On the first day, the four of us were really excited about this Hackathon and this project.

We wanted to immediately jump into developing solutions and how we could make something that satisfies our hunger for building. We worked for 2 full days on the “design thinking” process and tools that most of us had never heard about. Eventually, we managed to work on identifying the problem we wanted to address and reframed it as a “How Might We…?” question.

We thus started with our first project which aimed to track the “focus” of students and 3 of us immediately began to try integrating “gaze” or “eyes movement” detection codes! We were so excited about all of these technical aspects!

The problems started when one of us posted on twitter about our project in order to receive advice and feedback from the teachers/ students/ parent community. At first, some people were really nice and helped us a lot with some kind of advice. However, we quickly got bombarded with many negative comments such as: "Are you serious or this is a joke? If you are serious, please don't do this. Please do some reading on surveillance, race, income inequality, education, and trust before going any further", "I would NEVER subject my students to this level of privacy invasion", "It's just a horrible idea", "Thanks, I hate it", "No. Go away, and when you get there go away some more, and keep going away until you get back here".

We were shocked. We started to lose our motivation. It was really difficult for us to understand why such a violent reaction occurred and what the next steps would be!

At first, we said that we should continue with our idea because " the only problem is that people are not ready for this future of technology ". Despite what we said, we decided to talk to more ethicists after some conversations with experts and mentors.

On Wednesday we decided that a pivot was necessary.

We now realize why Einstein said was really true: "If I were given an hour in which to do a problem upon in my life depended, I would spend 40 minutes studying it, 15 minutes reviewing it and 5 minutes solving it".

We understood what is the most important thing when you need to solve a problem: " the client needs". We made a survey and we received 130 responses in less than 24 hours. We read all the comments and could then clearly identified what was the biggest pain for students/teachers in the online education use case: internet connection issues. We understood that many students like us had their attention dropping mainly because of the interruptions they had during their class when their internet connection was unstable. This is leading us to miss out on vital parts of the lesson and affects our focus, motivation, and learning.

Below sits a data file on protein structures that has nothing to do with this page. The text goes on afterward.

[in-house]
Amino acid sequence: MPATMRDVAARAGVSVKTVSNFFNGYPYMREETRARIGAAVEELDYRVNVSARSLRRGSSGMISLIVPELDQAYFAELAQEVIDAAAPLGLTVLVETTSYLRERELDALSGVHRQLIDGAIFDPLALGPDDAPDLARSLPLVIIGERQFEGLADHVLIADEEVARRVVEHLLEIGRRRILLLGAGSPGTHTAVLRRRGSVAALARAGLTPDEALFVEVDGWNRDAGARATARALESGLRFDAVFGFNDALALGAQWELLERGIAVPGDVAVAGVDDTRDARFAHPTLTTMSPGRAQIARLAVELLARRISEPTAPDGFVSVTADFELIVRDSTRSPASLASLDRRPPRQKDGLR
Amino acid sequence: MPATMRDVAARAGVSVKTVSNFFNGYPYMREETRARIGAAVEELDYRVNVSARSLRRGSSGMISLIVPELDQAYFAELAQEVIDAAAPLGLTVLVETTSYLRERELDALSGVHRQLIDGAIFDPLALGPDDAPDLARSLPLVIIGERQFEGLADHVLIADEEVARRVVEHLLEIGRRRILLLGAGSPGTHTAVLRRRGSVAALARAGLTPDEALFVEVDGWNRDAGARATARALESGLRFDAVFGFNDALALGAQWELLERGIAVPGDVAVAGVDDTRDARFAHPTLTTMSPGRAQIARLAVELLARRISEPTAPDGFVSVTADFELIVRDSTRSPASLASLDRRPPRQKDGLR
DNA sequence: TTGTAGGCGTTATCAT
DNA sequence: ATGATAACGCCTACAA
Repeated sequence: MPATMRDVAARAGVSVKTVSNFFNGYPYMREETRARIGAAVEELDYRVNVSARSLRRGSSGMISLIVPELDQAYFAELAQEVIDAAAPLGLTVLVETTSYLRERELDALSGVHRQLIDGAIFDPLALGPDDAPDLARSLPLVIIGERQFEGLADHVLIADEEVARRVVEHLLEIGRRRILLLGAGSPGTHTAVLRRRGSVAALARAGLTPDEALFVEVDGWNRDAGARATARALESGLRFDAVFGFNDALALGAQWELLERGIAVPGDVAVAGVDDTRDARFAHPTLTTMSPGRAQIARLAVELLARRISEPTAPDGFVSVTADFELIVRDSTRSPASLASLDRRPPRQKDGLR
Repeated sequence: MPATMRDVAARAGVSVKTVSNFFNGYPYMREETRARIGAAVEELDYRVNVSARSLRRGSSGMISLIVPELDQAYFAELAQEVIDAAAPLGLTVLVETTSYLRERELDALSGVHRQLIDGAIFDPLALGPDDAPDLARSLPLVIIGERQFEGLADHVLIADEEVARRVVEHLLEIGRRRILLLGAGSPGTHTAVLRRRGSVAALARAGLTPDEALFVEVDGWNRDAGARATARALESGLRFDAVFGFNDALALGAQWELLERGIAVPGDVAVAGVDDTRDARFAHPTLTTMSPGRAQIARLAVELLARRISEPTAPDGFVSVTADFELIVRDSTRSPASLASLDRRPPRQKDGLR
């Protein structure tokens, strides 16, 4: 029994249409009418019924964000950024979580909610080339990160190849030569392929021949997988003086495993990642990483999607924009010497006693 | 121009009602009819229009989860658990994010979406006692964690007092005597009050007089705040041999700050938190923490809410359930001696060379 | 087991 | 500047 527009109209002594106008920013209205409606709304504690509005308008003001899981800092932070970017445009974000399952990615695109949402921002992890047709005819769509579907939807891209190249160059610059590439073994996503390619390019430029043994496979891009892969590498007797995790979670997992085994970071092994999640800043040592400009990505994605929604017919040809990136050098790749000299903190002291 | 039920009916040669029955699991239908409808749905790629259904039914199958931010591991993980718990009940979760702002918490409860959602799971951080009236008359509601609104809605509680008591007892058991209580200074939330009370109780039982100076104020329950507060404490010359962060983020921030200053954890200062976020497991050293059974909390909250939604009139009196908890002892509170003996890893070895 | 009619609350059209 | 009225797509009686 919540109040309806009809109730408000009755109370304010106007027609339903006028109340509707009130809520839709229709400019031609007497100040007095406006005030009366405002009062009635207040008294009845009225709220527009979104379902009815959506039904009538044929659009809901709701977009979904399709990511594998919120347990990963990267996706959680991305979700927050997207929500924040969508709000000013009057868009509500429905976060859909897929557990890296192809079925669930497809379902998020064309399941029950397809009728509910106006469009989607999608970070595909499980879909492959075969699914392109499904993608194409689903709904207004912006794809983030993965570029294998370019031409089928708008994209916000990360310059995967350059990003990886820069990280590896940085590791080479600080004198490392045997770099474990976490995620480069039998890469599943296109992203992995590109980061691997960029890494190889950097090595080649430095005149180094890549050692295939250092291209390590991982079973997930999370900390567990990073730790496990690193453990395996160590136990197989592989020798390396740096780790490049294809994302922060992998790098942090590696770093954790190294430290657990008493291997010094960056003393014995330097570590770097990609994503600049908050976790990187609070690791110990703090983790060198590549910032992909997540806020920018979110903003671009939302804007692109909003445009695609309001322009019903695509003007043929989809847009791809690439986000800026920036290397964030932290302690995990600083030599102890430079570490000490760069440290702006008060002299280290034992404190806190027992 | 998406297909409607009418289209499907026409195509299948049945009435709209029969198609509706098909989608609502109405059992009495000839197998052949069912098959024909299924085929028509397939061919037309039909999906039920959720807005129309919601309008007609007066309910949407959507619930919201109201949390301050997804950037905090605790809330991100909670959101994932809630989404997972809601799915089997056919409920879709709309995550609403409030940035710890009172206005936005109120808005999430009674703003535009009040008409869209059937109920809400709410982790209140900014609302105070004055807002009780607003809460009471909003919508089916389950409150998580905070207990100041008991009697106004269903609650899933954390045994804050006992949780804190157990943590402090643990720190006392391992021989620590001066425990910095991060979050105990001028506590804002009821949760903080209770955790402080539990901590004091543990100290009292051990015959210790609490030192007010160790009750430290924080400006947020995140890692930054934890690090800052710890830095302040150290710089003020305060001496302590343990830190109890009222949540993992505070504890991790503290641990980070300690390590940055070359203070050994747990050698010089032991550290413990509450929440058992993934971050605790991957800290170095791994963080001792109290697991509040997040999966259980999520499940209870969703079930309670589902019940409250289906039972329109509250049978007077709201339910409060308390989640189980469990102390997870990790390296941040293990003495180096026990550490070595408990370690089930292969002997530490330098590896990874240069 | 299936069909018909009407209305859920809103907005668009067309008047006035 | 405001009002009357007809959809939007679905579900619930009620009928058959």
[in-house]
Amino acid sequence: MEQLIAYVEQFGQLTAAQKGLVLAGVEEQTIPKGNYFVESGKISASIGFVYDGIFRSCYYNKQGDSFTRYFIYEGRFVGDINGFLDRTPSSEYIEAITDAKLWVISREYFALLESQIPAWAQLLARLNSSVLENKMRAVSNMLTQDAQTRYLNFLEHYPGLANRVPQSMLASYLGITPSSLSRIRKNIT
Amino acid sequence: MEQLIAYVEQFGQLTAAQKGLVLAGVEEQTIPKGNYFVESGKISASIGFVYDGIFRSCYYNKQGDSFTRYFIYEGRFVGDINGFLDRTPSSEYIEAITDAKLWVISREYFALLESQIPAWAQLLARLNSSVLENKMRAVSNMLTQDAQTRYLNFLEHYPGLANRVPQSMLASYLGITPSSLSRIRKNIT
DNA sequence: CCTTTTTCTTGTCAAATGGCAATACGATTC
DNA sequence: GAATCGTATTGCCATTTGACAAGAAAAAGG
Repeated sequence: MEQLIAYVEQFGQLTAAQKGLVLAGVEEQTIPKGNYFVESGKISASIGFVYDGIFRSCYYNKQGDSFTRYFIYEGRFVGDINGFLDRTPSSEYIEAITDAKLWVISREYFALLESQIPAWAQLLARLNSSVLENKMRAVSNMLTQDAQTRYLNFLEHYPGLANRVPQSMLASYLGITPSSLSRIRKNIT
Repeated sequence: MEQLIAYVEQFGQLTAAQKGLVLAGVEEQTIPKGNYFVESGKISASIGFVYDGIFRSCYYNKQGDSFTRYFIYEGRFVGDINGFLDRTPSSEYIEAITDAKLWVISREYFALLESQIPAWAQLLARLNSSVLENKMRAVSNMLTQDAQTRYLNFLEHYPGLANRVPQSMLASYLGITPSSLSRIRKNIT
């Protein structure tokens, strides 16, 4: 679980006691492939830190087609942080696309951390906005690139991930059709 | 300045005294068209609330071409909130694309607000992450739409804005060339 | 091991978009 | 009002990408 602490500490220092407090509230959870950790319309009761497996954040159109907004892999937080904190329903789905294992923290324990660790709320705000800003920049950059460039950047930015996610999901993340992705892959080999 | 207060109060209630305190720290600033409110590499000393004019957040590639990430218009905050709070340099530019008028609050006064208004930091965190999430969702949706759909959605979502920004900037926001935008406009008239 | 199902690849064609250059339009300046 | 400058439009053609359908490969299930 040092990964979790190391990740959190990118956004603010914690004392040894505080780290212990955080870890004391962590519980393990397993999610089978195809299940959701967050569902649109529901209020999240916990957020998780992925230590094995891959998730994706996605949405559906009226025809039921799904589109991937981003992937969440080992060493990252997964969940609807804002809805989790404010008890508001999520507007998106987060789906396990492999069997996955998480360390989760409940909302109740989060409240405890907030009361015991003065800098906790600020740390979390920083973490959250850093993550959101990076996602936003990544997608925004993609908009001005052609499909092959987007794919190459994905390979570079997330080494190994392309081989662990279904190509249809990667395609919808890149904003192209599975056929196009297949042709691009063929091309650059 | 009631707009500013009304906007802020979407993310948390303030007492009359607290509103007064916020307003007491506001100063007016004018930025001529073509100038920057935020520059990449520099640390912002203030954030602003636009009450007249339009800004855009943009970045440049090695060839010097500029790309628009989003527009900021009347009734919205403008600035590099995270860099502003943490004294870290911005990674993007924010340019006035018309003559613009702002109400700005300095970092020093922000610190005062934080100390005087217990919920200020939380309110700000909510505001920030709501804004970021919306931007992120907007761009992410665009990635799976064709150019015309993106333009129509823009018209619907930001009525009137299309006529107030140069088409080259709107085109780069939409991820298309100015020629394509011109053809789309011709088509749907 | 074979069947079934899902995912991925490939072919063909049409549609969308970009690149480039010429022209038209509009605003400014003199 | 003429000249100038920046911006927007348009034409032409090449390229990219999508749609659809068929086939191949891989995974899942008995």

Moreover, the lack of a steady internet connection for some students is increasing education inequality.

We brainstormed various ideas and came up with a solution. This time before implementing our solution, we first discussed it with our potential clients. We interviewed students and teachers and asked them if our solution could really solve their problems. Their positive feedback has confirmed that our team could continue the drive forward.

In conclusion, even if at first receiving negative feedback was difficult for us to accept and seemed like the most horrible thing in our journey, we kind of realize we are happy this event happened.

After that event, our team had to start communicating more efficiently as the clock was ticking. In this process, we got to understand how building a product is really about complying with the law and ethical constraints. But eventually engineering is all about thinking about all possible clients and not just the main basic User Persona. Our main take away is the fact that the creation process is iterative as we always have to check and test with the future users.

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